Lisa Burwell, VIE Publisher:
They say the first impression is everything.
The elevator doors opened on the fourth floor of Henri Bendel on Fifth Avenue, and I was greeted by a gorgeous modern lobby that overlooks the four-story, limestone-clad Renaissance Style grand atrium of the department store. My appointment with Co-Creative Director Stephane Andre for a haircut and Brooklyn Vilano for color at Fekkai’s flagship salon awaited me.
When I walked in, Stephane surveyed my hair and clothes with laser-beam accuracy and asked a few questions about what I did and where I lived. He didn’t say much, but it was clear he was calculating what he thought was best for my hair texture, color, face, and lifestyle. It was a somewhat surreal experience, but it was exciting, too. He ran his fingers through my hair from every direction while analyzing its properties, and I realized that this was a master artisan—I was in very good hands. I relaxed and waited to see his creation without a thought of whether or not I would like my new look: I knew I would.
As a young man growing up in Paris, Stephane Andre was focused on a career in chemistry until he visited his uncle, who was a hairdresser in a suburb of the City of Light. There, Stephane discovered a passion for bringing out the beauty in every woman. Thirty years later, as I sat in his chair, it was clear to me that Stephane still has a passion for hair and beauty.
While Fekkai colorist Brooklyn Vilano has his own look that’s hard to forget, it’s his color expertise that keeps clients coming back again and again. With extensive training in coloring techniques and over ten years of experience in the industry, Brooklyn loves choosing young, fresh color options for his clients based on the tones that best suit their face shape, skin tone, and lifestyle.
The cut. The color. The confidence. The time. The experience! It was a pampering adventure with one goal in mind: to make me beautiful. And the end result? I love my hair!
“Nothing is as beautiful as someone who loves being alive just as they are.” – Frédéric Fekkai
Meredith Snow, music teacher:
There is an epidemic of low self-esteem among women. We struggle with our appearances, worry about how others see us, and overanalyze our flaws to the point where we have pummeled and pounded any self-confidence into the depths of negative self-perception. My own self-regard resides within that shadow, so when I was encouraged to make an appointment at the Frédéric Fekkai salon that recently opened inside the beautiful Brazilian Court Hotel in Palm Beach, Florida, I immediately thought, “You don’t deserve such an indulgence; hair styling is reserved for beautiful people.”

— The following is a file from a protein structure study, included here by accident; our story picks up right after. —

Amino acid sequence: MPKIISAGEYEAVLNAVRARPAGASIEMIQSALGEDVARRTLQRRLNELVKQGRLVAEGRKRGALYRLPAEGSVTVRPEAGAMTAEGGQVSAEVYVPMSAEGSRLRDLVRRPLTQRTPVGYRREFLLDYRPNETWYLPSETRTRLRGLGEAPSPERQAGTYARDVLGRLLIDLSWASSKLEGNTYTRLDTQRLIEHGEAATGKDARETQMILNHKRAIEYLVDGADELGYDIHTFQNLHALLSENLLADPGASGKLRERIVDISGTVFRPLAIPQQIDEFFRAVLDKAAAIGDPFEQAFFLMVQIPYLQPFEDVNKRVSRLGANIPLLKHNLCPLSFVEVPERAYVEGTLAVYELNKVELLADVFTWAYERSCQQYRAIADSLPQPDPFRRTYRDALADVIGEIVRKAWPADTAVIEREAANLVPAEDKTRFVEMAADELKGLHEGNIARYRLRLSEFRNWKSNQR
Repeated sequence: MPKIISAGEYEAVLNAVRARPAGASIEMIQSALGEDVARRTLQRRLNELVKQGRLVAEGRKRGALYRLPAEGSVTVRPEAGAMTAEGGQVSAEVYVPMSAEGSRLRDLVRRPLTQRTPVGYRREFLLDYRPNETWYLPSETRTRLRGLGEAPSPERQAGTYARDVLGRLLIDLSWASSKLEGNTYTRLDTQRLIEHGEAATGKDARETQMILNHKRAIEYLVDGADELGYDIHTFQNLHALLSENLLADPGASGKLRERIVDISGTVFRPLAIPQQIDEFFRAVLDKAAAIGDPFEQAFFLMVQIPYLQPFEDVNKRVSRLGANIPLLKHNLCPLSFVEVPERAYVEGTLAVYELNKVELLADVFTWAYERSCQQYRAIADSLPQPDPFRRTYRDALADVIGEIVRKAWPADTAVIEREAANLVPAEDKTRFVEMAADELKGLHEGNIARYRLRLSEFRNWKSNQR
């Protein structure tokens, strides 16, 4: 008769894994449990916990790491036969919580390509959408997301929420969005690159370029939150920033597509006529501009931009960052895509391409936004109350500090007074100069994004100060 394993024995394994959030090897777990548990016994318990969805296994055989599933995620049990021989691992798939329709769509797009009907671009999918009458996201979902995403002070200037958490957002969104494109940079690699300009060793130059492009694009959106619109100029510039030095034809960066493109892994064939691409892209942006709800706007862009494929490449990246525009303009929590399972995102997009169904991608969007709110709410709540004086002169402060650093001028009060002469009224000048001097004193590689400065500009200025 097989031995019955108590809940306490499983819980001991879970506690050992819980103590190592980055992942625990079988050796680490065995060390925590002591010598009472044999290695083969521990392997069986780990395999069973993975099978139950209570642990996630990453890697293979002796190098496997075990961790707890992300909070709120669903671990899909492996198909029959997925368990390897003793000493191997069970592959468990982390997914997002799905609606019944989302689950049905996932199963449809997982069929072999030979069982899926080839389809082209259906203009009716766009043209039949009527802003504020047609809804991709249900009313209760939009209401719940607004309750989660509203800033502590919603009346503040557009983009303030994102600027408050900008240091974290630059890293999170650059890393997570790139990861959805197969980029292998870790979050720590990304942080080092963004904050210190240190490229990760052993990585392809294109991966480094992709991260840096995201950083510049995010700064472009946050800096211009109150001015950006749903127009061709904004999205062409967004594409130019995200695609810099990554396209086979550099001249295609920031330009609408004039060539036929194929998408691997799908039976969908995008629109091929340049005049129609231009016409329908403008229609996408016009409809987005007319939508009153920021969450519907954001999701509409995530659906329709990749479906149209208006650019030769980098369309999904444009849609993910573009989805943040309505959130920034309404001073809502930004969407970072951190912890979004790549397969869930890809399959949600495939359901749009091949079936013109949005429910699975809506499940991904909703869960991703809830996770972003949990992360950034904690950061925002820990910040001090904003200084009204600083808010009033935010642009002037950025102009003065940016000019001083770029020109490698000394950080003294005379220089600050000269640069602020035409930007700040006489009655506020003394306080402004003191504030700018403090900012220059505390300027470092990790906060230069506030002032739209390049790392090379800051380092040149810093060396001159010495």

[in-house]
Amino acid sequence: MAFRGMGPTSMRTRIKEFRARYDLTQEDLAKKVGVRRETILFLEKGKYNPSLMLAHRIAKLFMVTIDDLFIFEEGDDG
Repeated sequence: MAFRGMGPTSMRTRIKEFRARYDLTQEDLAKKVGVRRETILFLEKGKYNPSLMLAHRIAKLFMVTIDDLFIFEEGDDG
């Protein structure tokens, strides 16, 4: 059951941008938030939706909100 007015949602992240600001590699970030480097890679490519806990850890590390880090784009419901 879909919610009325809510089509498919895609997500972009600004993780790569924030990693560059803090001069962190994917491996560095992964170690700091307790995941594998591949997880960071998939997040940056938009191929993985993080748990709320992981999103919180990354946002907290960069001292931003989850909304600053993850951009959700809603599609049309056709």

My confidence took a beating the morning of my appointment. I delivered blow after blow as I worried about how my stylist would frown at what he saw. With apprehension, I crossed over the threshold into the salon, was welcomed with a radiant smile, and was introduced to my stylist, Pierre. He immediately began to assess my hair. After rolling the curls through his fingers, pulling, lifting, and twisting, his movements stilled and our eyes met. “What are you wishing to do?” he asked, his voice a song of a foreign tongue. Anxiety set in, and I began to stutter. Denigrating myself, I apologized for the condition of my hair. A long list of downhearted thoughts unfurled as I explained how I usually cut my own hair, tossing my mane upside down and trimming the length with kitchen shears. Pierre patiently listened, without judgment, and when I finally confessed that I did not know what I wanted, he told me, “We can give this some shape. It will be beautiful.”
Me? Beautiful? My impending self-doubt surfaced, but it was quickly whisked away as Adrianna swept me off to the side. “Bella,” she kept calling me, treating me like a princess as she washed my hair with luxurious bubbles and a subtle scalp massage. Her ministrations were punctuated with adoring whispers that became a mantra: “Bella, bella.”
I returned to Pierre and settled back in his chair, avoiding the reflection in the mirror as he began to shape my unruly locks. His focus and intensity were palpable. There were no words, only the snip and swish of his scissors as he hovered and spun around the chair. An occasional pause in the dance allowed him to step back, review, plan, and continue with his design. I became a sculpture, enhanced by his artistry. And when he removed the smock, unveiling my transformation, he smiled. It was a smile that bolstered my self-esteem, gave me confidence, and seemed to say, “See? This is you. Beautiful.”
Pierre didn’t just style my hair; he transformed my self-perception. Frédéric Fekkai is not just a salon: it is a reminder that we are all more beautiful than we believe.
— V —